Reviews

After Stein's closet

A tender reading from 'Tender Buttons'

Angela Carr reads at Kelly Writers House 'Tender Buttons' celebration, October 2
Angela Carr reads at the Kelly Writers House 'Tender Buttons' celebration, October 2014.

I read “A Substance in a Cushion” as a sexy, humorous love poem that plays on a little calamity and a little calm in the closet. Its sweetness and its resolution are very likely embodied in the same hand that does the sewing.

Twenty-two on 'Tender Buttons'

For the 100th anniversary of Gertrude Stein’s Tender Buttons, published in a corrected centennial edition by City Lights Books in 2014, Jacket2 invited a number of writers to pen “microreviews” — short, impressionistic, discursive, or momentary reflections on the book which first appeared in 1914 in a print run of 1,000 by Claire Marie and has been republished since by Green Integer, Gordon, Sun and Moon, and others.

'Is there. That was a question. There was no certainty.'
Andrea Quaid
Sarah Posman
Star-light and 'Rooms'
Sueyeun Juliette Lee
Rachel Galvin
'Tender Buttons' and noise poetics
Seth J. Forrest
Michael Farrell
Marcella Durand
Rachel Blau DuPlessis
EC Maxe Crandall
A tender reading from 'Tender Buttons'
Angela Carr
Laynie Browne

'A Long Dress'

A long dress walks independently, down your street, any street. The “current that presents a long line” is also your leg, an ambling thought-object. A long dress in Stein is shorn, woven of substantial “crackle.” Use it to carry live ingredients, figments, ammunition, endearments, “machinery.” Employ a long dress to navigate “current” or “serene length.”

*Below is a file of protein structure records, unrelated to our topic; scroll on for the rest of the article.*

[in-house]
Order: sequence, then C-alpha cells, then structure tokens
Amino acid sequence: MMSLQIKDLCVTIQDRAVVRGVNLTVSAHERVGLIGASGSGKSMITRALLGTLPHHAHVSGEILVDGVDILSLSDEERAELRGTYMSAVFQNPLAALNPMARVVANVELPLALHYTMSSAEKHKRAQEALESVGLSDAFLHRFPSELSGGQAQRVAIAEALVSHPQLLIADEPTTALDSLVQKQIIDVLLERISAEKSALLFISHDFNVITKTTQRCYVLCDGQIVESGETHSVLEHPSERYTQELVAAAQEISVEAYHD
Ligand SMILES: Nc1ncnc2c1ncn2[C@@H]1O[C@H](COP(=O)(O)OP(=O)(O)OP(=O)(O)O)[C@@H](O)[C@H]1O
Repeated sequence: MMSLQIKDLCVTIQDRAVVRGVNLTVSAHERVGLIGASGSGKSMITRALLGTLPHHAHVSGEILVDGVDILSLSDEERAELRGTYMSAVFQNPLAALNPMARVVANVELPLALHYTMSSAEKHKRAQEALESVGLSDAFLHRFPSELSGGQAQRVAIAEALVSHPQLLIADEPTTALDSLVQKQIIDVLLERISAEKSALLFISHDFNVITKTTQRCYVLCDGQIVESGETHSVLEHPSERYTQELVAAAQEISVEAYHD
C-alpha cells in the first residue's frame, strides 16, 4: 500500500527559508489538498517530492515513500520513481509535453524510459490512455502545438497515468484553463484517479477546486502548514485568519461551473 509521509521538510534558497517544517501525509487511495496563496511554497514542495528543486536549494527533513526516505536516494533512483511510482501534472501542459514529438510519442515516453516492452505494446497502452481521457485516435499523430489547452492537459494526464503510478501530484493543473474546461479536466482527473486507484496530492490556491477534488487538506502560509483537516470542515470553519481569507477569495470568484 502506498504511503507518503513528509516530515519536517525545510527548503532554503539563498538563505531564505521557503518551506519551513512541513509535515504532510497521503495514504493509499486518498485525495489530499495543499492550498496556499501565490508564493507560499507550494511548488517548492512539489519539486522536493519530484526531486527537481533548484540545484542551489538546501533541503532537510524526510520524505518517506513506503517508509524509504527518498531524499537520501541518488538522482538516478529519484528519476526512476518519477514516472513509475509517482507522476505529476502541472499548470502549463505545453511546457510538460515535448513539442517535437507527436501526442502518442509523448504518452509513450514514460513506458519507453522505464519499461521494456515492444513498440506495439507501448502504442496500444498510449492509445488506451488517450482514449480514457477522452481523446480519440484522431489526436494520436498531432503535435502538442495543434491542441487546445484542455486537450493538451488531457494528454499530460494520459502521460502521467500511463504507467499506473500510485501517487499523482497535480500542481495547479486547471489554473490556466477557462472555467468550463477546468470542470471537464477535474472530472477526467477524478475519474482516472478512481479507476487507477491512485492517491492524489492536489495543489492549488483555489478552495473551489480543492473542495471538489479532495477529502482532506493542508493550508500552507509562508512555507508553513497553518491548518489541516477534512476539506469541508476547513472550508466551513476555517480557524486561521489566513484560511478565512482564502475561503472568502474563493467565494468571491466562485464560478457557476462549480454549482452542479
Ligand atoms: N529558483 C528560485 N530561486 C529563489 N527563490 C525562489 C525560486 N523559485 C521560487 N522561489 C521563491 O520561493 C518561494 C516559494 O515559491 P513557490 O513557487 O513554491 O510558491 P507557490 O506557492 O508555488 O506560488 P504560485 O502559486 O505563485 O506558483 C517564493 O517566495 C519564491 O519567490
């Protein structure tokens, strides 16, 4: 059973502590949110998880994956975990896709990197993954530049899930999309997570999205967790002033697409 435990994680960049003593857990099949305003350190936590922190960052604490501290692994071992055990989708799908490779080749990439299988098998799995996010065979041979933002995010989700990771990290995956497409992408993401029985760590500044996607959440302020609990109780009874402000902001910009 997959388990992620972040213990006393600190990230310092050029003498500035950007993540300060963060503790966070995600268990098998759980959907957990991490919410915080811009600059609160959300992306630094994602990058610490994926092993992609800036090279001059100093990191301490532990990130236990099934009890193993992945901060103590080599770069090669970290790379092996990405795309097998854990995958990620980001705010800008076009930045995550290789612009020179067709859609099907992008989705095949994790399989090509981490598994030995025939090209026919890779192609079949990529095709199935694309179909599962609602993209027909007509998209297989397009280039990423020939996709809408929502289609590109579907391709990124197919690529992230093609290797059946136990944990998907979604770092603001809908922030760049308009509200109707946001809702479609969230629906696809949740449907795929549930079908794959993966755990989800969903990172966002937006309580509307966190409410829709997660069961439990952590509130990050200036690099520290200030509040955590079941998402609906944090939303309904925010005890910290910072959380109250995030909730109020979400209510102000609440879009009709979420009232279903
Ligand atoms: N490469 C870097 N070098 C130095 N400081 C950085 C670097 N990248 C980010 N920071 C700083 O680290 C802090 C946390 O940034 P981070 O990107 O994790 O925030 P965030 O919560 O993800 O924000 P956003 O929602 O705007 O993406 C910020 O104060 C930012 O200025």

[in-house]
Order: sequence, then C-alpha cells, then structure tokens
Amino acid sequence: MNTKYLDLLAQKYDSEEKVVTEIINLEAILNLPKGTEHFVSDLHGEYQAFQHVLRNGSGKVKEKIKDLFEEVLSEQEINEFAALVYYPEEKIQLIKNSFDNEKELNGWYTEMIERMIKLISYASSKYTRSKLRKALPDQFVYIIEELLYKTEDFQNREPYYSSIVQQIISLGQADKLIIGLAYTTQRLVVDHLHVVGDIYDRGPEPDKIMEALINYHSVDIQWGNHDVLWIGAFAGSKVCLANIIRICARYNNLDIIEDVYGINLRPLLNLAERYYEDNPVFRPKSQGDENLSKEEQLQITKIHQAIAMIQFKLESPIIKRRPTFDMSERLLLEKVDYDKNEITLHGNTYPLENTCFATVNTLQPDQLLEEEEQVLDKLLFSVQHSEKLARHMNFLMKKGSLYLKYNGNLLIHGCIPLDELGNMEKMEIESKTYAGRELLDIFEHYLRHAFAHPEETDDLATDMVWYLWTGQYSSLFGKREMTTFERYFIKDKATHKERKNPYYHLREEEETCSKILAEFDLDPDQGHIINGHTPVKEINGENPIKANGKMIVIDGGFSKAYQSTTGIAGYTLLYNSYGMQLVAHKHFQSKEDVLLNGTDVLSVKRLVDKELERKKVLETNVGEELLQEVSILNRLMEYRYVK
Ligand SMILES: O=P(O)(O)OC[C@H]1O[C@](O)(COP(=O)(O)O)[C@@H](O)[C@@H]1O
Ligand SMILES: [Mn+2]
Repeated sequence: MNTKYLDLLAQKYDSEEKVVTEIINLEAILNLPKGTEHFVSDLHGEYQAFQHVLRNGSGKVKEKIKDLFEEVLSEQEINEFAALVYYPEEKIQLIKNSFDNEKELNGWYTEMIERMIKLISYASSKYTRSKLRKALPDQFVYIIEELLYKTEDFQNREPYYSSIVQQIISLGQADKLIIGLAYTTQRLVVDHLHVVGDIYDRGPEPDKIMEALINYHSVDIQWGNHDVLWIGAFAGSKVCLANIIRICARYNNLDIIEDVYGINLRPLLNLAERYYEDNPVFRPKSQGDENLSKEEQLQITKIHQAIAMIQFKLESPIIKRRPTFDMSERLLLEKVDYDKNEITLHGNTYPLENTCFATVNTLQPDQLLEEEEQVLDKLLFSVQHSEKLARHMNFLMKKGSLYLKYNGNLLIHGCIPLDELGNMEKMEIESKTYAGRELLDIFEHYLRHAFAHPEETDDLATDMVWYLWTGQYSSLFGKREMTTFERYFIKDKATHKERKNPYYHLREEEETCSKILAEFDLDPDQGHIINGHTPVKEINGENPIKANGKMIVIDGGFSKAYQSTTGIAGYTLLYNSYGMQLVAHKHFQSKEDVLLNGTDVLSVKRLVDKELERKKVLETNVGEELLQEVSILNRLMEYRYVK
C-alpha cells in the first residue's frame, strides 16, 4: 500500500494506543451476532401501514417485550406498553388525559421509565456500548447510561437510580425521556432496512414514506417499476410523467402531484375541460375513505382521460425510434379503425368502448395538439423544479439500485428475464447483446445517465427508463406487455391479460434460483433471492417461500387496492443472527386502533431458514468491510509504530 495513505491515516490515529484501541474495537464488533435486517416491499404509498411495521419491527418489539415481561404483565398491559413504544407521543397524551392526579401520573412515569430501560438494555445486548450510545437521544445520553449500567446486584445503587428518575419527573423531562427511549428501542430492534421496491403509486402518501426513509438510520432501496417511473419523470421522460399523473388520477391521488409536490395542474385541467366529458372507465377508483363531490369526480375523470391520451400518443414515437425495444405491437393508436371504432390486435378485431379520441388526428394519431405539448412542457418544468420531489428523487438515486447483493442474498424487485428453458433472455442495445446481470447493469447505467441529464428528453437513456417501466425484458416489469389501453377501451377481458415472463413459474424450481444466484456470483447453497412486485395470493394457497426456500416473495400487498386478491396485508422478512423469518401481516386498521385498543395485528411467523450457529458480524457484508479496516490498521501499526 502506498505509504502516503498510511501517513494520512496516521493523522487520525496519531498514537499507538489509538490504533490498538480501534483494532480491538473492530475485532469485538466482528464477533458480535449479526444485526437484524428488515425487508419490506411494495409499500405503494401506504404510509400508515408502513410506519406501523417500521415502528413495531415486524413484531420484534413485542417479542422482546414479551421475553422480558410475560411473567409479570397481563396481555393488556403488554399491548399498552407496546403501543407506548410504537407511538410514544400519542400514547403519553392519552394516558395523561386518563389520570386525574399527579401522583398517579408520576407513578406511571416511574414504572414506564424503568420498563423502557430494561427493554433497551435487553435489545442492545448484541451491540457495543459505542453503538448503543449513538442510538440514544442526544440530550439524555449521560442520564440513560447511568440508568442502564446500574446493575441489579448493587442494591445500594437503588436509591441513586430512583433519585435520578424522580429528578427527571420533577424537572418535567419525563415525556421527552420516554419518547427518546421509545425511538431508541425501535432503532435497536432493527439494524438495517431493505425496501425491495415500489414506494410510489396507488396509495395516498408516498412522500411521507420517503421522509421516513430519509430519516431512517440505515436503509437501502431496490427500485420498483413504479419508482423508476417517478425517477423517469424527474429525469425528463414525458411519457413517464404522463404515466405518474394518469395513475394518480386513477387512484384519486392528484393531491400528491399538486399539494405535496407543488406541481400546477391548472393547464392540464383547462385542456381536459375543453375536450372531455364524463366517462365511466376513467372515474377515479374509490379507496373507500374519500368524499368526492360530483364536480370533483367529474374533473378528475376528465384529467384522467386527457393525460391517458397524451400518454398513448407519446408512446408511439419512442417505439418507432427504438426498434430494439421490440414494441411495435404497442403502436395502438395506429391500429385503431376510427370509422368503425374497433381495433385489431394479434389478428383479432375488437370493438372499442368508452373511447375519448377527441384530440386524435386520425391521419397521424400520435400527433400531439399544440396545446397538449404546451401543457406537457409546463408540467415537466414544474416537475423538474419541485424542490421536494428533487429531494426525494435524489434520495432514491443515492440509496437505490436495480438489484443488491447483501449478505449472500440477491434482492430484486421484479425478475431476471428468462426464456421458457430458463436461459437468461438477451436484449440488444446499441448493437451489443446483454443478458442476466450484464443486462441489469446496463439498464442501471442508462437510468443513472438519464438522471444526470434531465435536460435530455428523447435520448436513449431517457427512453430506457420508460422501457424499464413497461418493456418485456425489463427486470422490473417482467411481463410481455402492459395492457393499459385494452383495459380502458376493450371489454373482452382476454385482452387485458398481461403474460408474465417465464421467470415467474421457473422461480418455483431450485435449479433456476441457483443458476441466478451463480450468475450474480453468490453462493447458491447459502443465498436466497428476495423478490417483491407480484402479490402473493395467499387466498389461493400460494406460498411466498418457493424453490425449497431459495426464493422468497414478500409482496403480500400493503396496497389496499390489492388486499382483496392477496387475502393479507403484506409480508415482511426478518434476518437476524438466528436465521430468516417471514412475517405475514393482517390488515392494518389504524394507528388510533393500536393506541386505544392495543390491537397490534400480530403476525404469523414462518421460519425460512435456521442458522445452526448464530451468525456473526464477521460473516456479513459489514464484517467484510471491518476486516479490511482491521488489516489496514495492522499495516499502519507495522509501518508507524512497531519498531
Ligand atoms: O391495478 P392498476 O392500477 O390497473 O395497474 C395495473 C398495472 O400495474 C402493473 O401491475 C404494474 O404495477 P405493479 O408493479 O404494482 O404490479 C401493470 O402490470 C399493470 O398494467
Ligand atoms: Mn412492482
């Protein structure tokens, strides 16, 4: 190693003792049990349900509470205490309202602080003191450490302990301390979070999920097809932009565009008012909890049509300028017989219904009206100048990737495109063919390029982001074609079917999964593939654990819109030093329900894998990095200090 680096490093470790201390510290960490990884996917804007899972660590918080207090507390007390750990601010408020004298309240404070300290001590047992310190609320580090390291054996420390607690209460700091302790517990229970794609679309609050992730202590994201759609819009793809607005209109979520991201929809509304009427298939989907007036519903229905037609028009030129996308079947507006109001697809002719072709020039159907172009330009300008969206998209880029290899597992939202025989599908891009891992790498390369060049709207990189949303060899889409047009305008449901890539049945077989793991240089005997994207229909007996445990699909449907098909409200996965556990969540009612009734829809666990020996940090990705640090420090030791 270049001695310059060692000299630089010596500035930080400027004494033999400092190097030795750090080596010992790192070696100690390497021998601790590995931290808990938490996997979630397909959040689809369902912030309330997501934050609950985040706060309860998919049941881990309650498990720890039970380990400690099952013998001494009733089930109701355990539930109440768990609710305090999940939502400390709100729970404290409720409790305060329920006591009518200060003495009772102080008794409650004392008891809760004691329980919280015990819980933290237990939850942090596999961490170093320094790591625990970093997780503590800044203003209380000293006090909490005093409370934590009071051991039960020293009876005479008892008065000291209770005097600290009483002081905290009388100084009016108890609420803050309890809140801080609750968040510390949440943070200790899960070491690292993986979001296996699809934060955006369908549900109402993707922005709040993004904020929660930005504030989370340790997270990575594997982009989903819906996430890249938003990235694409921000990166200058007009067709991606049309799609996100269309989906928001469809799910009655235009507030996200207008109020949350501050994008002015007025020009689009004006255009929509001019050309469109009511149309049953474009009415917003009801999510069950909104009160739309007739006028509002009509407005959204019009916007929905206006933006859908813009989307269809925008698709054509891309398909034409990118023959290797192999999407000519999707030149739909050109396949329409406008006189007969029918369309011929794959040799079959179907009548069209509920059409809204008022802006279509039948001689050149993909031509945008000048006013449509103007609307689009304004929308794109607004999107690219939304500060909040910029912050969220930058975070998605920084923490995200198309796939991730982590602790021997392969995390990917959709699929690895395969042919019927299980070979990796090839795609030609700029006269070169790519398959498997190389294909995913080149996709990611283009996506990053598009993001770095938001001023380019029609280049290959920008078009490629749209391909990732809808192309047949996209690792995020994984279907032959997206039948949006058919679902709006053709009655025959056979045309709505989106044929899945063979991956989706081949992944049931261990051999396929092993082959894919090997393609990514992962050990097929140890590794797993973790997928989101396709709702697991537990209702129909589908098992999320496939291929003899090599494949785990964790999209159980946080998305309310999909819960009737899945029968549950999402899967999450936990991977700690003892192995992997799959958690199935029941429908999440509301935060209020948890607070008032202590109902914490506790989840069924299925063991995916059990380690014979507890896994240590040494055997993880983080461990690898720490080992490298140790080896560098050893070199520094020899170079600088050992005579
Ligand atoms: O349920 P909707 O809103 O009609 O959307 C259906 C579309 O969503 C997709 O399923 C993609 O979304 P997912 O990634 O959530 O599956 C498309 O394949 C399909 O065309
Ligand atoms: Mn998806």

Engage a long dress to compile the histories of a “necessary waist.”

The revolution in 'Tender Buttons'

Although Three Lives and The Making of Americans were radical innovations, neither was as revolutionary as Tender Buttons (begun in 1912 and published in 1914).[1] Tender Buttons is the touchstone work of radical modernist poetry, the fullest realization of the turn to language and the most perfect realization of wordness, where word and object merge.

Loosening linking

An introduction to Jordan Scott

What follows is an introduction to Jordan Scott’s reading/screening at the University of Georgia on Wednesday, September 24, 2014. Sponsored by the creative writing program, the event was held at 7 p.m. in the Lab Room at Ciné, 234 West Hancock Avenue, in Athens, Georgia. Earlier that afternoon, Scott had visited Andrew Zawacki’s advanced undergraduate workshop “Graph & Photograph,” whose twenty-one students interviewed Scott about Decomp.